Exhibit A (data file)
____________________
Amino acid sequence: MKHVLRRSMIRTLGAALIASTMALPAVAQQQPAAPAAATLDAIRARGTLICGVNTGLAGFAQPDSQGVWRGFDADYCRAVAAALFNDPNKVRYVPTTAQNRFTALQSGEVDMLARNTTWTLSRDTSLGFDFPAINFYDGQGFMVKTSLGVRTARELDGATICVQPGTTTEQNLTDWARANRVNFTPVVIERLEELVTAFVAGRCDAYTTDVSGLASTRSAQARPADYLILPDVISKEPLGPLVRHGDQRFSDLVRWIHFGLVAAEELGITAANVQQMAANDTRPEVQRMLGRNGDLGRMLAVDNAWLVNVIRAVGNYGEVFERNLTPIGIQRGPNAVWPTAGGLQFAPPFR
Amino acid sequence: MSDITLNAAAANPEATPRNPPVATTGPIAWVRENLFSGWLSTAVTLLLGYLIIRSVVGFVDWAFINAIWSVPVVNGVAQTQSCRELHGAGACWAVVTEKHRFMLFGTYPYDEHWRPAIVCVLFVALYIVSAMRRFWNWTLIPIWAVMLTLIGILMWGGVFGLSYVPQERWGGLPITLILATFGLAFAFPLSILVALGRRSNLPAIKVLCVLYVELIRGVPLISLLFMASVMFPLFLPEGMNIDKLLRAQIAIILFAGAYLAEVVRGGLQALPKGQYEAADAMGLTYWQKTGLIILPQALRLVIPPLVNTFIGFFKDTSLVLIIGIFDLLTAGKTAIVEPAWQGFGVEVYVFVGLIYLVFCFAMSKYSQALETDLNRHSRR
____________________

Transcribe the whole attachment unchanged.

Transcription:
Amino acid sequence: MKHVLRRSMIRTLGAALIASTMALPAVAQQQPAAPAAATLDAIRARGTLICGVNTGLAGFAQPDSQGVWRGFDADYCRAVAAALFNDPNKVRYVPTTAQNRFTALQSGEVDMLARNTTWTLSRDTSLGFDFPAINFYDGQGFMVKTSLGVRTARELDGATICVQPGTTTEQNLTDWARANRVNFTPVVIERLEELVTAFVAGRCDAYTTDVSGLASTRSAQARPADYLILPDVISKEPLGPLVRHGDQRFSDLVRWIHFGLVAAEELGITAANVQQMAANDTRPEVQRMLGRNGDLGRMLAVDNAWLVNVIRAVGNYGEVFERNLTPIGIQRGPNAVWPTAGGLQFAPPFR
Amino acid sequence: MSDITLNAAAANPEATPRNPPVATTGPIAWVRENLFSGWLSTAVTLLLGYLIIRSVVGFVDWAFINAIWSVPVVNGVAQTQSCRELHGAGACWAVVTEKHRFMLFGTYPYDEHWRPAIVCVLFVALYIVSAMRRFWNWTLIPIWAVMLTLIGILMWGGVFGLSYVPQERWGGLPITLILATFGLAFAFPLSILVALGRRSNLPAIKVLCVLYVELIRGVPLISLLFMASVMFPLFLPEGMNIDKLLRAQIAIILFAGAYLAEVVRGGLQALPKGQYEAADAMGLTYWQKTGLIILPQALRLVIPPLVNTFIGFFKDTSLVLIIGIFDLLTAGKTAIVEPAWQGFGVEVYVFVGLIYLVFCFAMSKYSQALETDLNRHSRR